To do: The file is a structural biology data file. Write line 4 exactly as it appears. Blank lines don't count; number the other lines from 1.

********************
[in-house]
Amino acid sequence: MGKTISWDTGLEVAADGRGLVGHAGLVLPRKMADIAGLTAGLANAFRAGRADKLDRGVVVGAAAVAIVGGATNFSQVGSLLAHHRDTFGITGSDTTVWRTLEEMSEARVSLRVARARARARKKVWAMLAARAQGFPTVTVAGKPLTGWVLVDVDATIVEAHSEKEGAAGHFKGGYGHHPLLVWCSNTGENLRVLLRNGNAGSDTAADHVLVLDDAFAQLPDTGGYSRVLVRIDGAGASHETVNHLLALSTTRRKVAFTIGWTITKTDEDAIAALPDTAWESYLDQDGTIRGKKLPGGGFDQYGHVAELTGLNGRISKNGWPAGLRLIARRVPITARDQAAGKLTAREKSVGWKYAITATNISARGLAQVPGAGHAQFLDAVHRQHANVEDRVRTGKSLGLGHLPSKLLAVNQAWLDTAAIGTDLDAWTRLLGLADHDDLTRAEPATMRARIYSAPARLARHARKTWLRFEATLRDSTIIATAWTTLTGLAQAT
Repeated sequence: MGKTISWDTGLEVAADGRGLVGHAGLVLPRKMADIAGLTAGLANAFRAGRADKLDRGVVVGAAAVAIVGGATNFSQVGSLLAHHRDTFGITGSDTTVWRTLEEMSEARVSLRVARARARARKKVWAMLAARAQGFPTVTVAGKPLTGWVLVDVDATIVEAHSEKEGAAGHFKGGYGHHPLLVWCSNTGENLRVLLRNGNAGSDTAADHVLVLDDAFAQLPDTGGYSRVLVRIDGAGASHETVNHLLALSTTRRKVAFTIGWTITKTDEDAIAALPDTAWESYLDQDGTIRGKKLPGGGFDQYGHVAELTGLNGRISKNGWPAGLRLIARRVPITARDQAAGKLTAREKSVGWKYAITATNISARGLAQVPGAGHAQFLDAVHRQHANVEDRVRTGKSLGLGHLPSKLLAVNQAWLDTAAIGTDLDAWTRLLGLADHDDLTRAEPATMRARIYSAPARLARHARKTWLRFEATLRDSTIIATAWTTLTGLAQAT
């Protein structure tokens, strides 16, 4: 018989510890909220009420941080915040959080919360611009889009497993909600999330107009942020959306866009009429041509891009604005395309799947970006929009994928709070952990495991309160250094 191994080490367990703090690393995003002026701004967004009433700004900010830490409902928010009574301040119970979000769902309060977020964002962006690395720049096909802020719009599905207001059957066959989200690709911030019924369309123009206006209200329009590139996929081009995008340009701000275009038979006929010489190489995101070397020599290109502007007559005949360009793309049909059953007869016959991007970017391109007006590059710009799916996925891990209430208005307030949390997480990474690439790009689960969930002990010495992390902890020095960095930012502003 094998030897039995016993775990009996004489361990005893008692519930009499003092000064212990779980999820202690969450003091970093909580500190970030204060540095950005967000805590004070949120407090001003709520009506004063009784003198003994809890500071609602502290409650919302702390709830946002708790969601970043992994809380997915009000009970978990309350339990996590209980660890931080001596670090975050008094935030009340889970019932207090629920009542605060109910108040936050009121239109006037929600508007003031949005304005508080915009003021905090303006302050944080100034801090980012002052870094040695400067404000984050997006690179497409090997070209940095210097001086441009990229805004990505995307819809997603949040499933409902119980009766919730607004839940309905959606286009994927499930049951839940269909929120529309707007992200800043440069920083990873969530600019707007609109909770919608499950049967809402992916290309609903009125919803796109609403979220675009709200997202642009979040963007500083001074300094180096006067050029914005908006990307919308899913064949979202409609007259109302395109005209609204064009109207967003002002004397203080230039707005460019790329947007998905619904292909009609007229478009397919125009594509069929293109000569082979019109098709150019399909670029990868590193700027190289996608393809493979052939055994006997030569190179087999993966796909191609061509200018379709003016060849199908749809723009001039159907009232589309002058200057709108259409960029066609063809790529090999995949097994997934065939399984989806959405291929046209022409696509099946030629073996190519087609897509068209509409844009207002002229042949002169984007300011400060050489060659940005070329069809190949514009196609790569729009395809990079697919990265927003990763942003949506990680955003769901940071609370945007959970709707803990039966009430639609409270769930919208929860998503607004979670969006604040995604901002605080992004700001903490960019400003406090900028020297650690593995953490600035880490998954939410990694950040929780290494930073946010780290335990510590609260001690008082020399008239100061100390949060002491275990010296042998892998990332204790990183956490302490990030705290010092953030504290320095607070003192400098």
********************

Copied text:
């Protein structure tokens, strides 16, 4: 018989510890909220009420941080915040959080919360611009889009497993909600999330107009942020959306866009009429041509891009604005395309799947970006929009994928709070952990495991309160250094 191994080490367990703090690393995003002026701004967004009433700004900010830490409902928010009574301040119970979000769902309060977020964002962006690395720049096909802020719009599905207001059957066959989200690709911030019924369309123009206006209200329009590139996929081009995008340009701000275009038979006929010489190489995101070397020599290109502007007559005949360009793309049909059953007869016959991007970017391109007006590059710009799916996925891990209430208005307030949390997480990474690439790009689960969930002990010495992390902890020095960095930012502003 094998030897039995016993775990009996004489361990005893008692519930009499003092000064212990779980999820202690969450003091970093909580500190970030204060540095950005967000805590004070949120407090001003709520009506004063009784003198003994809890500071609602502290409650919302702390709830946002708790969601970043992994809380997915009000009970978990309350339990996590209980660890931080001596670090975050008094935030009340889970019932207090629920009542605060109910108040936050009121239109006037929600508007003031949005304005508080915009003021905090303006302050944080100034801090980012002052870094040695400067404000984050997006690179497409090997070209940095210097001086441009990229805004990505995307819809997603949040499933409902119980009766919730607004839940309905959606286009994927499930049951839940269909929120529309707007992200800043440069920083990873969530600019707007609109909770919608499950049967809402992916290309609903009125919803796109609403979220675009709200997202642009979040963007500083001074300094180096006067050029914005908006990307919308899913064949979202409609007259109302395109005209609204064009109207967003002002004397203080230039707005460019790329947007998905619904292909009609007229478009397919125009594509069929293109000569082979019109098709150019399909670029990868590193700027190289996608393809493979052939055994006997030569190179087999993966796909191609061509200018379709003016060849199908749809723009001039159907009232589309002058200057709108259409960029066609063809790529090999995949097994997934065939399984989806959405291929046209022409696509099946030629073996190519087609897509068209509409844009207002002229042949002169984007300011400060050489060659940005070329069809190949514009196609790569729009395809990079697919990265927003990763942003949506990680955003769901940071609370945007959970709707803990039966009430639609409270769930919208929860998503607004979670969006604040995604901002605080992004700001903490960019400003406090900028020297650690593995953490600035880490998954939410990694950040929780290494930073946010780290335990510590609260001690008082020399008239100061100390949060002491275990010296042998892998990332204790990183956490302490990030705290010092953030504290320095607070003192400098």